Our friends at Consolidated Insurance recently issued this valuable piece of information addressing how businesses should protect against employee theft. Below, you’ll find a summary of its important points. We encourage you to read the entire article here. Preventing Employee Theft-2
When is Employee Theft a Major Risk?
When times are tough, individuals struggle to make ends meet and debt piles up fast. If they have rent to pay and families to support, but they can’t afford basic necessities, this can make for a desperate situation. Theft becomes more attractive when it’s viewed as necessary and even justified.
The risk of employee theft may not be apparent to you in your workplace because you have faith in all of your employees. However, you don’t know what’s going on in their personal lives or what kind of pressures they’re facing. It’s important to understand that any employee who deals with company finances and payments poses a risk. The most responsible employee might resort to theft if they feel pressured financially. Additionally, employee theft doesn’t only involve cash; materials, tools and company time can all be stolen. One excellent way to protect your business and manage your risk level is to talk with Matt Urlock at Consolidated Insurance.
How to Prevent Employee Theft at Your Business
In order to stop employee theft before it occurs, take these crucial steps:
- Encourage open communication and talk to your employees about the state of the economy and your business.
- Make sure your employees understand what fraud is and make your no-tolerance policy abundantly clear.
- Complete cash deposits and the reconciliation of bank statements as soon as possible.
- Use a trusted payroll service.
- Invest in Embezzlement Insurance and Commercial Lines Insurance from Consolidated Insurance.
- Prioritize your employees by taking a decrease in pay or refusing your annual bonus. In an equalized workplace, workers feel less motivated to steal.
- Hire at least 2 employees to keep track of bookkeeping duties and ensure that all owners know how to spot signs of theft. Without a partner or someone to watch over them, an individual is more likely to steal.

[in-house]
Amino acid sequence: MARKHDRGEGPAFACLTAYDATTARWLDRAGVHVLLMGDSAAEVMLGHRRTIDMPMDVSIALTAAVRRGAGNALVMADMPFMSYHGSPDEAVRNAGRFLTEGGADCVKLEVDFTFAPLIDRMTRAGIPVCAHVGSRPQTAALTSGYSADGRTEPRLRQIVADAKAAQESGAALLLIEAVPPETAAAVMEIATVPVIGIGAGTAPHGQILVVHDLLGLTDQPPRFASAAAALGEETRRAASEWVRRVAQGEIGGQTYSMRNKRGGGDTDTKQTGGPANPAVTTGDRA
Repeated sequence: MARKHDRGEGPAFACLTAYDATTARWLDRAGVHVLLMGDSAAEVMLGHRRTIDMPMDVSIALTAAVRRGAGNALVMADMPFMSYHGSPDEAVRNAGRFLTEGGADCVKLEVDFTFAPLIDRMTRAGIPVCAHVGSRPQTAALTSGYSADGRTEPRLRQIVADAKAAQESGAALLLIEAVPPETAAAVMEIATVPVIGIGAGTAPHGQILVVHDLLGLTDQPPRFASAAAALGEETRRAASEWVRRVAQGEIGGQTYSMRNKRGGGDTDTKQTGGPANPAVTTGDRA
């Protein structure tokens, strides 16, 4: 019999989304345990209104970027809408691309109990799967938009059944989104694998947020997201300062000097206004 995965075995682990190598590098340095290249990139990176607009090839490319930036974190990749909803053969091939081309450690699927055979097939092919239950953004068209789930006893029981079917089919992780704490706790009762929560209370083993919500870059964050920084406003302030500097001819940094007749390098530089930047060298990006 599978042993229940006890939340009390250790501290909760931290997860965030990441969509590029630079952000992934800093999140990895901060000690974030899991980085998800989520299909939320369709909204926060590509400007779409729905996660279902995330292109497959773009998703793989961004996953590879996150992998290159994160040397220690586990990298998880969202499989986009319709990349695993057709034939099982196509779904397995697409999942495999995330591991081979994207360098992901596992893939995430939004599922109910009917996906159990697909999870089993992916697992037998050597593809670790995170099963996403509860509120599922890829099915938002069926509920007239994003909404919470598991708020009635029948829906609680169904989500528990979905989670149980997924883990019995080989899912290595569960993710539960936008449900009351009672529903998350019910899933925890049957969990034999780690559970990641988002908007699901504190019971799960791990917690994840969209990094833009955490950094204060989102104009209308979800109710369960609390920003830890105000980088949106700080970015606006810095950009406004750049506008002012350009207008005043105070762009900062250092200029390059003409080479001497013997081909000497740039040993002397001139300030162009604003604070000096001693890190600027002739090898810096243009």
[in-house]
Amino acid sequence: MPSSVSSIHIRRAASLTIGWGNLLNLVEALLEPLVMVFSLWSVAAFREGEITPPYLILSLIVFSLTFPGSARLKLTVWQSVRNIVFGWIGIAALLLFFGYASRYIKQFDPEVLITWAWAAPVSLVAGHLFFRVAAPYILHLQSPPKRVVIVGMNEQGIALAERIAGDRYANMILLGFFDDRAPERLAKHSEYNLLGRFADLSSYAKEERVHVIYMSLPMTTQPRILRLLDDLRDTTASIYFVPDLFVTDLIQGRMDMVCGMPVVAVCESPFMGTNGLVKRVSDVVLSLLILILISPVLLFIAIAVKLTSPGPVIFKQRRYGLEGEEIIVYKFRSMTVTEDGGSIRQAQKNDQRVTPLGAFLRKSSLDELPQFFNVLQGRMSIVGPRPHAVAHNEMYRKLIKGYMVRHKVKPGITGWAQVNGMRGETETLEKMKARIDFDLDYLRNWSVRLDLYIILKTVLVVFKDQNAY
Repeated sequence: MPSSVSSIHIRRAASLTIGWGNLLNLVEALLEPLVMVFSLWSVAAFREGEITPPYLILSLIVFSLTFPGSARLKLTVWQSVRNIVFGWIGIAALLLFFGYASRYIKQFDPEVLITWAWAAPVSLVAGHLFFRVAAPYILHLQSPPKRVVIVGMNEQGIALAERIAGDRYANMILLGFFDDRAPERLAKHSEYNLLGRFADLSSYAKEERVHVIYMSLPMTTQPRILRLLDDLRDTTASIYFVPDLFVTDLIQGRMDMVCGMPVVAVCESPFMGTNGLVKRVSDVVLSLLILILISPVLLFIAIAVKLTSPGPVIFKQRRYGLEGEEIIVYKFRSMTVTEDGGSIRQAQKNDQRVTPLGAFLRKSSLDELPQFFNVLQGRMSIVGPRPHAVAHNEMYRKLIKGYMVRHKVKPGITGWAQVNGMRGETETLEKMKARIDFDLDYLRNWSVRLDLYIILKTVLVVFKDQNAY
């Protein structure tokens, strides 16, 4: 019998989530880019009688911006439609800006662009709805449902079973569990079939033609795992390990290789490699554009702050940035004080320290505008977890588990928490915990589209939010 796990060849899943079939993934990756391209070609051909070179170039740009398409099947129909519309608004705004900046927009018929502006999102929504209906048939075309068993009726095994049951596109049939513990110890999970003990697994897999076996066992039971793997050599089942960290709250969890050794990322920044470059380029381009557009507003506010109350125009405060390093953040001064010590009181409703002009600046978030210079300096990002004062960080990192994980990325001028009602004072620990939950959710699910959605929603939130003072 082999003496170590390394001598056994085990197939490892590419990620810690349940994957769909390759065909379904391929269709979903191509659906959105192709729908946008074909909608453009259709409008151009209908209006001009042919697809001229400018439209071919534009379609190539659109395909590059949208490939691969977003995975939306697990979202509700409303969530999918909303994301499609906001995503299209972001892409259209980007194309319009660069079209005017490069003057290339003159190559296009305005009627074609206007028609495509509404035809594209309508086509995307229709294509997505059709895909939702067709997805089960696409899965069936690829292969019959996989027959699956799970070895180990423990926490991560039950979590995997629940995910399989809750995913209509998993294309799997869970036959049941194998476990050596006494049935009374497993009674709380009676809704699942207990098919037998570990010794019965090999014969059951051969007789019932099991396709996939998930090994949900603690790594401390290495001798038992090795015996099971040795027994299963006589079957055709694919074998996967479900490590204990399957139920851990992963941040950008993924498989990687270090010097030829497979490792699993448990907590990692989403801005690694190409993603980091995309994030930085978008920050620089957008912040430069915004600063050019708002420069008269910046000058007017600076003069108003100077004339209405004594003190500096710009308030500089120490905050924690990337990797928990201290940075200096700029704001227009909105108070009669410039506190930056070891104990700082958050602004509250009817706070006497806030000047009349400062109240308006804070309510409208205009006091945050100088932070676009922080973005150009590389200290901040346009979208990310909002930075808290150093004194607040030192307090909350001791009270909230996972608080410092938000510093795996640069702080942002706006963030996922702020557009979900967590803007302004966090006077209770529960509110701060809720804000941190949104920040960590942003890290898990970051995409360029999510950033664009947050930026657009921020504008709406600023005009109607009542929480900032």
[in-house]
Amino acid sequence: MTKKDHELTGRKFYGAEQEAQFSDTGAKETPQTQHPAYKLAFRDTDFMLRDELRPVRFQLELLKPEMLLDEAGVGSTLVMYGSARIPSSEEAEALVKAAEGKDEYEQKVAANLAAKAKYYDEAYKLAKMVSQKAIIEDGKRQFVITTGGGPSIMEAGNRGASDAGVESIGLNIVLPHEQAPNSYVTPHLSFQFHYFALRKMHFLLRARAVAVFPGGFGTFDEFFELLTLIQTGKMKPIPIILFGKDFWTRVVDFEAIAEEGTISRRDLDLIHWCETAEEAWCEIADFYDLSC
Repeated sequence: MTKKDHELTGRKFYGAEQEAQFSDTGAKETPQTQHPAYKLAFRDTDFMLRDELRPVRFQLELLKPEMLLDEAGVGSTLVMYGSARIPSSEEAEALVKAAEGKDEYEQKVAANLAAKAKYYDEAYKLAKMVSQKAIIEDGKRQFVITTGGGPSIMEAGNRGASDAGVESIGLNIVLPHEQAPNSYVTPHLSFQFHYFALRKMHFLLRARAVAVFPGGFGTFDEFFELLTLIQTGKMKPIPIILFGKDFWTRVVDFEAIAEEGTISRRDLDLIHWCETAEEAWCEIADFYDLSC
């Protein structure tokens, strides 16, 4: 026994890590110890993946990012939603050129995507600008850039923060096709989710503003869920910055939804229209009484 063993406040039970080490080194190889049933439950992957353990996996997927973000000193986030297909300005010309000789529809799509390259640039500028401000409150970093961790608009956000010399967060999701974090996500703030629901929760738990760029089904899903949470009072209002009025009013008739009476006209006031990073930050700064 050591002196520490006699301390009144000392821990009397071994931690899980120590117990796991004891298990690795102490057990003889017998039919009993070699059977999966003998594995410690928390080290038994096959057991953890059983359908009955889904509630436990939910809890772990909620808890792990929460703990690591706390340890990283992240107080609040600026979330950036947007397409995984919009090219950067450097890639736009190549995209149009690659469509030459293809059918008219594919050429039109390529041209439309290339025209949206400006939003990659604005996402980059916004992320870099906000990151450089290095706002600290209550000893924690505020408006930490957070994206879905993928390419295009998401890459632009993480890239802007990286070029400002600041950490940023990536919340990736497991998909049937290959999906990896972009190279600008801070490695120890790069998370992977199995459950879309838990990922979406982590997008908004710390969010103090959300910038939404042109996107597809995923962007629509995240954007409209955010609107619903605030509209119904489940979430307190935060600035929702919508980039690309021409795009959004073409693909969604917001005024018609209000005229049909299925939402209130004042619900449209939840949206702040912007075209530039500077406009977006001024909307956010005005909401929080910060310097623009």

- Consider creating an anonymous fraud hotline so other employees can report suspicious behavior if/when it occurs.
- Supervise your foremen and upper-level employees and inspect all of your job sites on a regular basis.
- During the hiring process, always perform thorough background checks.
- Maintain good financial and property records by performing audits and checks on a random basis.
- Give all foremen proper training so they know how to identify and report suspicious behavior.
We would add one piece of additional advice not in the article. It is extremely important to ensure that all your employees take a vacation. Very often, situations of embezzlement are caught when the offending employee is out on a vacation. During their vacation, be sure to stay vigilant. However, in order to prevent employee theft, it’s vital to stay on guard 24/7. This can happen to any business at any time.
James P. Randisi, President of Randisi & Associates, Inc., has since 1999 been helping employers protect their clients, workforce and reputation through implementation of employment screening and drug testing programs. This post does not constitute legal advice. Randisi & Associates, Inc. is not a law firm. Always contact competent employment legal counsel. To learn more about avoiding lax screening procedures, Mr. Randisi can be contacted by phone at 410.494.0232 or Email: firstname.lastname@example.org or the website at randisiandassociates.com